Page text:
Jack L

daveyf's picture

Jack, my house is a stand alone, not on a busy street with only one neighboring home sharing the transformer..and yes, the neighbor did approve ( why not, as I was paying the tab). The new transformer was an upgraded version with its own isolation box and mounted on an isolation base. ( Not on a pole). The old transformer ( about 20 years old) had corroded copper connectors, the new model has brass insulated connectors. All of this had to be permitted and installed by the electric Co. Like Mikey noted, it has to be at your expense.

Jack L's picture


tonykaz's picture

Your reviewing comments have been suspect because of your defective Power Systems.

The PS Audio P20 didn't mask your problem, it proved that you've been living with problems unrevealed.

All that sensitive audio gear needs a well engineered electrical system that gets regular engineering checks for performance degredation .

Computer gear probably needs isolation.

As you did a bargain Generator System you began a defect compounding.

Proper Generator Systems, like in use for Industry, are specific designs that work to established performance levels .

Homeowner systems are bargain basement noise makers.

You might've saved yourself considerable anxiety by simply investing in a Honda Generator hidden in your Garage ( if you have one ).

Your Electrical Power system kinda looks ametuer hour. You should be 220V for starters.

Tony in Venice Florida

MatthewT's picture

As soon as I read the article I knew what you would post.

tonykaz's picture

I'm an Electrical Engineer !

My Company, General Motors Detroit Diesel engine Div. were key suppliers to the Stationary Power Plant Industry.

This isn't an emotional Laughing matter.

but it seems...

... you can't reason on facts so you present derision.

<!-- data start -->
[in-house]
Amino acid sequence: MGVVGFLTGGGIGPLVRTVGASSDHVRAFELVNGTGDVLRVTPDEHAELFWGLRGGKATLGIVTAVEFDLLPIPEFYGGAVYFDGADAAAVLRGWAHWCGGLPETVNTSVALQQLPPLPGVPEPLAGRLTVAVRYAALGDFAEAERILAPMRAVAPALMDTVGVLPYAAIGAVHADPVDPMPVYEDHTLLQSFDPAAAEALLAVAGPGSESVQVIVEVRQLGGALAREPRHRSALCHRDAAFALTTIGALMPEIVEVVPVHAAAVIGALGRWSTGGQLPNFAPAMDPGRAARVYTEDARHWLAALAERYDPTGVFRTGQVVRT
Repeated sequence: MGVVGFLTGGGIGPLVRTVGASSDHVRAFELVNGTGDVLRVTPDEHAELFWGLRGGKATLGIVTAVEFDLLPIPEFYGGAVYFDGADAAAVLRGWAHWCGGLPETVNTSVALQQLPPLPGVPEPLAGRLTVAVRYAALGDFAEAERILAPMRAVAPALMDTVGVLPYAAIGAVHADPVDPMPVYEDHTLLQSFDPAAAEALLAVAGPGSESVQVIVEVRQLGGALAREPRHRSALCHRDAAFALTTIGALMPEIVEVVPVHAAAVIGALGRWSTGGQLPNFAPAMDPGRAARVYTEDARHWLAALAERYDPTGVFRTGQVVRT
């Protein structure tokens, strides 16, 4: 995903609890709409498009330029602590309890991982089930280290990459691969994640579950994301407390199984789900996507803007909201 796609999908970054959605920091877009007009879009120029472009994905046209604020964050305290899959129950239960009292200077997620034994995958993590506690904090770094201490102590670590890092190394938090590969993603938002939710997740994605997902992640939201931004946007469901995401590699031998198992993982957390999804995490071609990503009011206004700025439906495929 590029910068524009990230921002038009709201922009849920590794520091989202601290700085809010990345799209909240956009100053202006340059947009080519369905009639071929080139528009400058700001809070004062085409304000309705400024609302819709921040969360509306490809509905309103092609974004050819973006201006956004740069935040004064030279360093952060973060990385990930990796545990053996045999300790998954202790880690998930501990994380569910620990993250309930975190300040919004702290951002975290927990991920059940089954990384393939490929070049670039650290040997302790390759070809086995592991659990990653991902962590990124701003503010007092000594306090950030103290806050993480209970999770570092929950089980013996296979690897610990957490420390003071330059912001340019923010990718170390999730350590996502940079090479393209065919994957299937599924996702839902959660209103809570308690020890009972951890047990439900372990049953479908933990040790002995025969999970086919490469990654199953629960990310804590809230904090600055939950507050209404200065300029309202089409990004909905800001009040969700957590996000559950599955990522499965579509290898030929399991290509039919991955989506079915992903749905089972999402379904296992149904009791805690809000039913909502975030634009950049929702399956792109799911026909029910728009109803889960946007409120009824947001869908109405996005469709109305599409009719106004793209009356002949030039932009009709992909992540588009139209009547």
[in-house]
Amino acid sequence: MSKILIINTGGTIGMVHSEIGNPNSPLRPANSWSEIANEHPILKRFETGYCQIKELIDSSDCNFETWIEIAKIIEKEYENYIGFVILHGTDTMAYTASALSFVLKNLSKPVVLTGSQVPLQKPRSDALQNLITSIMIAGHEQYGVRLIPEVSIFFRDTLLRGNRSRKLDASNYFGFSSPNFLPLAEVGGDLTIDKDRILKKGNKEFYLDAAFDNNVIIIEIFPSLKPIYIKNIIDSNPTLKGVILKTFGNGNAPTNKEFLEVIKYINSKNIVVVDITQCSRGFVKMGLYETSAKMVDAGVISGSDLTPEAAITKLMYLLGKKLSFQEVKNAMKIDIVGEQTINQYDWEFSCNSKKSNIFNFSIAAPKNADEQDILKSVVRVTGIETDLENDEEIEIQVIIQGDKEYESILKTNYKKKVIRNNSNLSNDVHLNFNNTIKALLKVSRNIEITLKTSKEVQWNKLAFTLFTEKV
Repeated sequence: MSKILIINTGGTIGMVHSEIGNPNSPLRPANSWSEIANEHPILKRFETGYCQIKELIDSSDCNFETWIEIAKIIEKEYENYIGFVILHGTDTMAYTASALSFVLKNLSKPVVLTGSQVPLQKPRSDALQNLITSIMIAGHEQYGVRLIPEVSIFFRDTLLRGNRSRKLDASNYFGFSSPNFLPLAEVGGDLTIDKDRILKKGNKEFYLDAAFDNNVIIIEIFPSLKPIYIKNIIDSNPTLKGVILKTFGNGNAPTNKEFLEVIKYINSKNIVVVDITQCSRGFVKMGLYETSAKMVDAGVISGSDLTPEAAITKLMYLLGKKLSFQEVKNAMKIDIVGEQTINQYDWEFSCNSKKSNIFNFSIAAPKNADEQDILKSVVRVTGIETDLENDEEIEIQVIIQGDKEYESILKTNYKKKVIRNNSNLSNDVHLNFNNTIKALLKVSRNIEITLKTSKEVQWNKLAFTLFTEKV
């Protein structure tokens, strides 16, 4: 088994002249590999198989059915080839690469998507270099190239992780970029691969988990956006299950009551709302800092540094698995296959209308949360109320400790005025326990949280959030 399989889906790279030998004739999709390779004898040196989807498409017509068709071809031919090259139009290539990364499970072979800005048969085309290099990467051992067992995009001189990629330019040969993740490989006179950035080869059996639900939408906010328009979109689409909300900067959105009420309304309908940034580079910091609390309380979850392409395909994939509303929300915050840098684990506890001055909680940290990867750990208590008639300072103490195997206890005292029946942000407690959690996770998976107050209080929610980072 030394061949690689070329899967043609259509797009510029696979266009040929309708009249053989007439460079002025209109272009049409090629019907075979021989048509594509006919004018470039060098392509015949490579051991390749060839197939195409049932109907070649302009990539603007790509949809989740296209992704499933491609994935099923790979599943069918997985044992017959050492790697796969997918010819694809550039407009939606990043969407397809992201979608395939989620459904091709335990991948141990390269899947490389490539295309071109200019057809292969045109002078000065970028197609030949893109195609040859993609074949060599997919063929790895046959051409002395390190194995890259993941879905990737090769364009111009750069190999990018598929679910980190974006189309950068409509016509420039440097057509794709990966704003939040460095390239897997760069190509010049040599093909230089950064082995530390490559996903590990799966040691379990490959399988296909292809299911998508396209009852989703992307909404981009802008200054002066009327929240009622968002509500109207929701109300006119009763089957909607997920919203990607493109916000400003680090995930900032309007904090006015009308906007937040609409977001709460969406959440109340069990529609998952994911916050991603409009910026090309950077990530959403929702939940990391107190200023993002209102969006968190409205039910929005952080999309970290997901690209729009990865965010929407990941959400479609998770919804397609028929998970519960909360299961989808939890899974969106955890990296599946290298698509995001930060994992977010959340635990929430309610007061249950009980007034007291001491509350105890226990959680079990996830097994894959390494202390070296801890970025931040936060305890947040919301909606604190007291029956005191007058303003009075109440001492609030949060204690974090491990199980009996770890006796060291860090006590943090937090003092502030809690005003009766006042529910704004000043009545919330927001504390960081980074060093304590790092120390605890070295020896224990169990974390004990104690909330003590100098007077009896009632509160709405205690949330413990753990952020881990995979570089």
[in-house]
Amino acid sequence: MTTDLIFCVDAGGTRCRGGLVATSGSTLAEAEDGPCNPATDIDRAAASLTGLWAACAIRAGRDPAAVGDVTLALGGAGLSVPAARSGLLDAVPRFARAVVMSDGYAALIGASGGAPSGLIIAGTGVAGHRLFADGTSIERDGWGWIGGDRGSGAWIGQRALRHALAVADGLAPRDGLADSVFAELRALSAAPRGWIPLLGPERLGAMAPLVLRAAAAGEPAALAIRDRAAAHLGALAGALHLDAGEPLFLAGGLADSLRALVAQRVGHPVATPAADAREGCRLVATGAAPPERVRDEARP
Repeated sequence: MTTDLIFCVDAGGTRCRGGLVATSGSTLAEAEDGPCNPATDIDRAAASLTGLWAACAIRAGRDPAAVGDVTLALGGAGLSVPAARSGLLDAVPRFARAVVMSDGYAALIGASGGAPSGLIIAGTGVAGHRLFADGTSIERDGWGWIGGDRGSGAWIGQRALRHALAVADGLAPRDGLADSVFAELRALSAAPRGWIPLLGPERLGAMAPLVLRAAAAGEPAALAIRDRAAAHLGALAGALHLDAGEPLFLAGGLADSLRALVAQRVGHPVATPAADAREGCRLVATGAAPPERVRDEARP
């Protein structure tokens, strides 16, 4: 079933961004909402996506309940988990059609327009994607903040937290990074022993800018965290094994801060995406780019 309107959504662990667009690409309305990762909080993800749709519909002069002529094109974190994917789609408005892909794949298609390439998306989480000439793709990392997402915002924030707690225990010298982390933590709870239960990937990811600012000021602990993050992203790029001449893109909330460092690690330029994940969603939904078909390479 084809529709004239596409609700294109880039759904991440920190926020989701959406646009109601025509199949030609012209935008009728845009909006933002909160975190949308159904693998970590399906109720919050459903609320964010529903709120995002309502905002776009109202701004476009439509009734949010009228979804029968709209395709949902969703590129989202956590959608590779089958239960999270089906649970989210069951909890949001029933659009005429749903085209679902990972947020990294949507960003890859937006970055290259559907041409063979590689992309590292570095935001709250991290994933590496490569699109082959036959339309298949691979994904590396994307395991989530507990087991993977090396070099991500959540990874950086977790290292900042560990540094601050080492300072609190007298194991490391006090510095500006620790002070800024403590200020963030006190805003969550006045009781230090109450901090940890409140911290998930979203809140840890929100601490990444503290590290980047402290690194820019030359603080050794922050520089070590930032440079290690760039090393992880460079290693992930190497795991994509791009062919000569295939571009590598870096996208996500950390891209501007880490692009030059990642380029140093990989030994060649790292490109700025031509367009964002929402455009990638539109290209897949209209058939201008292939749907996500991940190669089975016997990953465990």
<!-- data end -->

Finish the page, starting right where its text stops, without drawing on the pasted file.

Tony in Venice Florida

Michael Fremer's picture

What a foolish comment on so many levels. Don't read my reviews.

tonykaz's picture

You haven't shown, described, revealed any of the essential elements for establishing & maintaining a reliable instrument grade Electrical System.

You've spent considerable funds to create a mess. ( good enough for Washing Machines and presumably up-to local Fire Codes )

Tony in Florida

bikerider1001's picture

Or very observant.

Picture #2 clearly shows a 220V system. There are two hots, a neutral, and a ground headed away from the drop, towards the house.

Picture #3 shows a SUB PANEL apparently wired to only one leg of the system. I assume (yes, I know what assume means) that this is so all the electrical components share the same 110V leg, eliminating any issues that may arise from a system using two different legs.

partain's picture

I know less than nothing about the power grid and am likely way out in left field , but , if it were me , I'd try a system totally separate from the grid , except for recharging , based on a Tesla Powerwall battery or something similar . When you're using your hifi , disconnect from the grid entirely and use quality rectification , if that's the term . How could that energy not be clean and stable ?

Michael Fremer's picture

say the inverters needed to turn battery D.C. to A.C. create all kinds of issues...same with there's that..

partain's picture

I suspect that a single conversion unit must inherently be better than the myriad distribution units and abuses the energy receives on the way to your house .

Jack L's picture


Bingo !

That's why I've installed a 500A car battery to power the heaters of the twin-triodes of my design/built phono-linestage. 100% electrically separated from the grid power except charging. Pure DC for hours & hours music listening!